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Hackers crack Google Wallet security on rooted Galaxy Nexus [video]

By on February 9, 2012 at 9:50 PM.

Hackers crack Google Wallet security on rooted Galaxy Nexus [video]

The security experts at zVelo have discovered a vulnerability in Google Wallet that allows them to “easily reveal” users’ PINs. If a Google Nexus is rooted, Google Wallet’s PIN verification system can be cracked using a brute force attack. zVelo said on Wednesday that it immediately reported its findings to Google, and the company “agreed to work quickly to resolve it,” although the researchers said Google “ran into obstacles.” To fix the problem, the PIN verification must be moved into the secure element of the NFC chip in a device, however to do so Google must apparently coordinate with banks. Moreover, changing the way a PIN is stored will also change which company is responsible for its security. Read on for more. More →

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Google Wallet doesn’t properly protect personal data, security firm says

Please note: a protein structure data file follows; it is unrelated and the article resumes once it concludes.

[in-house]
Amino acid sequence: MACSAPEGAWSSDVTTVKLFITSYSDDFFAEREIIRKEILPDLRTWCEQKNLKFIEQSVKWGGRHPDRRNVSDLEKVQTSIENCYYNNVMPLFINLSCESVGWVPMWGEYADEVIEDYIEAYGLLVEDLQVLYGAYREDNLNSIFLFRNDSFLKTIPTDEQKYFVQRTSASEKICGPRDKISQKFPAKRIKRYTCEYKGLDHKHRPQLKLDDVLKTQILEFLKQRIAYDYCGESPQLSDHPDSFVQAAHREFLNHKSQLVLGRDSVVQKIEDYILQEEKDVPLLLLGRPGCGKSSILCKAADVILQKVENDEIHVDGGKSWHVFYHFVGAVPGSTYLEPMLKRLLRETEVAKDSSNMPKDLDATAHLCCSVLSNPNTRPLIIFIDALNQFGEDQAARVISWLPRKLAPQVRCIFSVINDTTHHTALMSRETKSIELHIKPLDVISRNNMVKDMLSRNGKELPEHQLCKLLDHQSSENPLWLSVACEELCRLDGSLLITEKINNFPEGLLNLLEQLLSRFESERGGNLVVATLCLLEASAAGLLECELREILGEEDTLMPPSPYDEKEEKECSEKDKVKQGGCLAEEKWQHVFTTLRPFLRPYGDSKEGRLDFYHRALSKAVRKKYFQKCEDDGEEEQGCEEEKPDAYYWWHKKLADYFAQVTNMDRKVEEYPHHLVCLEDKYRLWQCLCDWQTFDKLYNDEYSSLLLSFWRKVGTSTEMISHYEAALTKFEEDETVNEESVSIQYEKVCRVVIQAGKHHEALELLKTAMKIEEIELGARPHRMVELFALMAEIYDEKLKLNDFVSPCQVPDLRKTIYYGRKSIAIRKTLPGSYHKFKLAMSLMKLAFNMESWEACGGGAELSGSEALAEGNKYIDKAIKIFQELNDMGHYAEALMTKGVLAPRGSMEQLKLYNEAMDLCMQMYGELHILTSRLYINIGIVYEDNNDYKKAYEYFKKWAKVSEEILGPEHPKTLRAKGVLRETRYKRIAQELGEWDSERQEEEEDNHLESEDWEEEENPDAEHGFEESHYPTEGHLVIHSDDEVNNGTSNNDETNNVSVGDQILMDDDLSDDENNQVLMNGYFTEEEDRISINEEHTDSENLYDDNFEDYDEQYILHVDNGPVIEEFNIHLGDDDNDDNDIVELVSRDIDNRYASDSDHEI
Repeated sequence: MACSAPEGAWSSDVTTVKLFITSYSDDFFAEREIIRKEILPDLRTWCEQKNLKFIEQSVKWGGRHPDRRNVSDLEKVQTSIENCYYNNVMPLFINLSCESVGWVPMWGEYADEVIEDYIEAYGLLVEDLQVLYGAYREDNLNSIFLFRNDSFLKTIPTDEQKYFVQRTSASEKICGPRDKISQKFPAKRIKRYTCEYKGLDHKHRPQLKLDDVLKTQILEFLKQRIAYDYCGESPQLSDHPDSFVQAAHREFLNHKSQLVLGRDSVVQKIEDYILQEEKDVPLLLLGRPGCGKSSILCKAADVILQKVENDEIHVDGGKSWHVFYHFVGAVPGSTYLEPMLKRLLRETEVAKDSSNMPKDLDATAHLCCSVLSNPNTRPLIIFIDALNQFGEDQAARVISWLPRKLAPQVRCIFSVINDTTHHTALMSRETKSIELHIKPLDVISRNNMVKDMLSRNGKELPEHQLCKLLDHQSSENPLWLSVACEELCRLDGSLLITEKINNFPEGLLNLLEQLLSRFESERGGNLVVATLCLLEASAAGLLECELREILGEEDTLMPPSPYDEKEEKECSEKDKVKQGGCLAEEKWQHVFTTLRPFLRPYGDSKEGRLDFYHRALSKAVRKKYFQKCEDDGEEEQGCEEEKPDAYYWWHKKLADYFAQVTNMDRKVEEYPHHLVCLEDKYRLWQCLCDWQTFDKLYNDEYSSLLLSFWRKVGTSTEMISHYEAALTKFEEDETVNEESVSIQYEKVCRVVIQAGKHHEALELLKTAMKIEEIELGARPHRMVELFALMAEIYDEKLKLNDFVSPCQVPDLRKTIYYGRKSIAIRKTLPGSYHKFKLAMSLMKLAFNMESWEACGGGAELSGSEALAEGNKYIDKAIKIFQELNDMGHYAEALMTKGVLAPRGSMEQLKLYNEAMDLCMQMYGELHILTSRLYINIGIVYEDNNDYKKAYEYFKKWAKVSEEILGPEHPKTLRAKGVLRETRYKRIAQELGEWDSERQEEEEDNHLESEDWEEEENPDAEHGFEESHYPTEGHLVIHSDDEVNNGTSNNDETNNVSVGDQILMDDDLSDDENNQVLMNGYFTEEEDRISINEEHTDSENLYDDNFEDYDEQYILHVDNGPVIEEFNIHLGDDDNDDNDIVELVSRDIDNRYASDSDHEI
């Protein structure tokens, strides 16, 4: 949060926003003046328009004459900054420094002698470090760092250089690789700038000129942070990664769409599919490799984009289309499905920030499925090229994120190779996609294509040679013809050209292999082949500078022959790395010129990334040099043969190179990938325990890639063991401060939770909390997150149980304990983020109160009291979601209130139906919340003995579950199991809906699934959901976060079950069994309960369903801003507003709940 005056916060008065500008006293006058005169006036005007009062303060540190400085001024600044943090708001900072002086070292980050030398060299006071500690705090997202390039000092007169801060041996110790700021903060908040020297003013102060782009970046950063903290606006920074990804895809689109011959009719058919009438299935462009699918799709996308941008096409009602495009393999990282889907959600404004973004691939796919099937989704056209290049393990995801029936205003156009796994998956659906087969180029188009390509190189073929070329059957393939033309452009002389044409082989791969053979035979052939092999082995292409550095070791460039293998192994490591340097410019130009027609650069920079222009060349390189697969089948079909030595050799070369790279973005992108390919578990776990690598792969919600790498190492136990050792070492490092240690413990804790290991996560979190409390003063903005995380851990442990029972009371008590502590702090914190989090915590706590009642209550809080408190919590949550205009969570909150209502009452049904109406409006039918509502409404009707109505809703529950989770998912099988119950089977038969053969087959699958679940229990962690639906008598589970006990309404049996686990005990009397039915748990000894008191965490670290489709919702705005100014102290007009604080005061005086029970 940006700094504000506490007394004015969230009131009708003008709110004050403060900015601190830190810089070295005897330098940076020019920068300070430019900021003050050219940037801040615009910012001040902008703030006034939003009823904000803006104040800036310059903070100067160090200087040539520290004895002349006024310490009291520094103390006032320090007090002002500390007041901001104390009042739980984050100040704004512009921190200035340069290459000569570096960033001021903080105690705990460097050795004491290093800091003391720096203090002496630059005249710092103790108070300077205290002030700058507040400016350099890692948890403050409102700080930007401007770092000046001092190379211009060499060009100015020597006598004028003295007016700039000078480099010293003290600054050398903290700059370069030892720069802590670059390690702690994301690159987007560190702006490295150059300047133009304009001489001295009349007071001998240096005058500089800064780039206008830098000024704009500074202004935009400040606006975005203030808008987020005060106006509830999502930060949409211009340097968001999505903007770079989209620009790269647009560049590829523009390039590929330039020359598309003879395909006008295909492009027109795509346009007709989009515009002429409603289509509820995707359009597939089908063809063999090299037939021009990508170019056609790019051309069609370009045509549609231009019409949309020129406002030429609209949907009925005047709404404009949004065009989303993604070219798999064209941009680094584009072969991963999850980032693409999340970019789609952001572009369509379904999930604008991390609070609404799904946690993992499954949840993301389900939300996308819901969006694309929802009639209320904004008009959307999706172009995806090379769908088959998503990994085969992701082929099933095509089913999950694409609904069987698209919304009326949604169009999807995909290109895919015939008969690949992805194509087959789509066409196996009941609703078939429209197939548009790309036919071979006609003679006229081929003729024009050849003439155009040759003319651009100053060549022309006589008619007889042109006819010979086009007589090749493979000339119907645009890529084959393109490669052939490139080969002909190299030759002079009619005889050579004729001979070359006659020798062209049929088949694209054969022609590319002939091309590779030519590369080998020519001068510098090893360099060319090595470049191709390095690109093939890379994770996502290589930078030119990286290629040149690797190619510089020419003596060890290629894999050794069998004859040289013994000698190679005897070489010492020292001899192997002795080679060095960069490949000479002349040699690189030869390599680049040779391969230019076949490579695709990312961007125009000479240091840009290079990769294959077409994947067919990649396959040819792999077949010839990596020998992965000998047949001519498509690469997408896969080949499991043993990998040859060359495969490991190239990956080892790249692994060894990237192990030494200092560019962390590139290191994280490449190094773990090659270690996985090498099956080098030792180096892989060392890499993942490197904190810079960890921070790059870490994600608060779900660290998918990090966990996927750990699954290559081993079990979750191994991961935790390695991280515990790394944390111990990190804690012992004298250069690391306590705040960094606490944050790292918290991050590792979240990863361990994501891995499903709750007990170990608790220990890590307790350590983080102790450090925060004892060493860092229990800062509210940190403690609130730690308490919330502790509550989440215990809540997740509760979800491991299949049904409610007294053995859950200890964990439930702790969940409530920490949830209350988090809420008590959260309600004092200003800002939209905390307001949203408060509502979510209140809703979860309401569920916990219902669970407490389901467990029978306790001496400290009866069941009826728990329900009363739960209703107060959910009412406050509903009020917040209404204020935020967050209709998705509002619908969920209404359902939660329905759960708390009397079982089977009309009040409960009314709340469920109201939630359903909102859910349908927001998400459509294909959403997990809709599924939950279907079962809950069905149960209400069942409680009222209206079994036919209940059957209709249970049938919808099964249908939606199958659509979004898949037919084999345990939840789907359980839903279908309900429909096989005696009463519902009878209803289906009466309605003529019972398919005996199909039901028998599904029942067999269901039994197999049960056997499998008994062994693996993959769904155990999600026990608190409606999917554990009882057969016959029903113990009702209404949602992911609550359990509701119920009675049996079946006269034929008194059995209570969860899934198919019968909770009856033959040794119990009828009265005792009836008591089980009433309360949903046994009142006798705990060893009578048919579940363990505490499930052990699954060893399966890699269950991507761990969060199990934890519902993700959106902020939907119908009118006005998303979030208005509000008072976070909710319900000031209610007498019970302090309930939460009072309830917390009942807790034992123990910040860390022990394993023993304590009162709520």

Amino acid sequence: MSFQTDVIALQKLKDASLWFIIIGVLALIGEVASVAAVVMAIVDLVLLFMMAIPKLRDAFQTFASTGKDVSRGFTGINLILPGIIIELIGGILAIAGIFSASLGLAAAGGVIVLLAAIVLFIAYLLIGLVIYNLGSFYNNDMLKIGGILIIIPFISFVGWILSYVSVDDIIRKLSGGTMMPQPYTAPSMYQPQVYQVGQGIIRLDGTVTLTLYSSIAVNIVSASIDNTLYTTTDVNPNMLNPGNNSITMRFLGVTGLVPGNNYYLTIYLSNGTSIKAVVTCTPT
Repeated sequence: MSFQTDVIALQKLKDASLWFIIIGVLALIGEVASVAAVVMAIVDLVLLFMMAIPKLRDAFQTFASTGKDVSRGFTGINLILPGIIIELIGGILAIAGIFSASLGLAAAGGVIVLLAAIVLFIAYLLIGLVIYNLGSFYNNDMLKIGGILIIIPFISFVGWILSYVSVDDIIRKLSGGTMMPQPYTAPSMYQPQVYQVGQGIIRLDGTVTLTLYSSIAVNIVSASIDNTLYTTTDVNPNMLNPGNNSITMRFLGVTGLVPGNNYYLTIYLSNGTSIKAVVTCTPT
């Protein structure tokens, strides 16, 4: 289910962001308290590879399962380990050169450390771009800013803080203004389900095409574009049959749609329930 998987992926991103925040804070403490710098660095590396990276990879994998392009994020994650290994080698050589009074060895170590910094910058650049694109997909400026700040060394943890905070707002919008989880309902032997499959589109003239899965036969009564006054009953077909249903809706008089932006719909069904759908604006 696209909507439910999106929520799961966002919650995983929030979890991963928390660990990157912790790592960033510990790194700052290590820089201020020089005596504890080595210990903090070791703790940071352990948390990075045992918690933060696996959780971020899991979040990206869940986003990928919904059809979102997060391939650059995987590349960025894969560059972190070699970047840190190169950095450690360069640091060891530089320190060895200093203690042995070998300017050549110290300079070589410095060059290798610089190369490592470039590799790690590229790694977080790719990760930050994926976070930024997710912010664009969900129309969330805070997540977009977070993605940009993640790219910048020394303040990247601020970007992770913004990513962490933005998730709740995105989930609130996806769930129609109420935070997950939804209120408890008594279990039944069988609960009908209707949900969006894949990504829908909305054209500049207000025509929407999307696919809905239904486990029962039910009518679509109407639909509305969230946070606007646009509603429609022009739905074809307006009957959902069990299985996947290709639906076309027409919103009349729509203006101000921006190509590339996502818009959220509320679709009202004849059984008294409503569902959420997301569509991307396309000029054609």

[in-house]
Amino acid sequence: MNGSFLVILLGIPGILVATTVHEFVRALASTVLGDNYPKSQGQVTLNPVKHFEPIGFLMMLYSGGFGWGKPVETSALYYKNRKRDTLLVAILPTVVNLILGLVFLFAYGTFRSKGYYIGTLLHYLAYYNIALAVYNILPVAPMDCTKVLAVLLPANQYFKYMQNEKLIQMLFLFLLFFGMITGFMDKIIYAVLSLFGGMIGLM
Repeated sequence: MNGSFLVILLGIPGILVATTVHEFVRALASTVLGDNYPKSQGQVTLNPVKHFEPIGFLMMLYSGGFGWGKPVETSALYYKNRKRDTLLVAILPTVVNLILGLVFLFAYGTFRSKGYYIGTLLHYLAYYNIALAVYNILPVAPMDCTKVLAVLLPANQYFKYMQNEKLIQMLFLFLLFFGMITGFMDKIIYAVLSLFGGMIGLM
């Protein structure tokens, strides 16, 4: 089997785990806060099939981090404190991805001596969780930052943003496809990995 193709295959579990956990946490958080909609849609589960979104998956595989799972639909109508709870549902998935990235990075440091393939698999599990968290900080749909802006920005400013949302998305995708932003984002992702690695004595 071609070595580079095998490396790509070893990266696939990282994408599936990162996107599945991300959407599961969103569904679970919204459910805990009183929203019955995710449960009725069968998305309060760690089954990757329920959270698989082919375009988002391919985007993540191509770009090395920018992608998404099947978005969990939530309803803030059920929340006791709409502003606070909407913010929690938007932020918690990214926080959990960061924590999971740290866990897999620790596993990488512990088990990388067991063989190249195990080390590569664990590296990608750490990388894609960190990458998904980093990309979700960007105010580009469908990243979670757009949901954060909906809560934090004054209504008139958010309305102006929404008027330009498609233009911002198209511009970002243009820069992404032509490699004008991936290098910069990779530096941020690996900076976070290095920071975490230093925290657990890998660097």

By on December 13, 2011 at 11:05 PM.

Google Wallet doesn’t properly protect personal data, security firm says

Security firm ViaForensics recently said Google Wallet does not properly protect personal data, including credit card balance information, on a rooted Nexus S smartphone. Google Wallet is an NFC-based mobile payment system for Android that is accepted by a number of retailers in the United States. It is currently only officially available on the Nexus S and Nexus S 4G. “While Google Wallet does a decent job securing your full credit cards numbers, the amount of data that Google Wallet stores unencrypted on the device is significant,” ViaForensics said in a recent report. “Many consumers would not find it acceptable if people knew their credit card balance or limits.” Read on for more. More →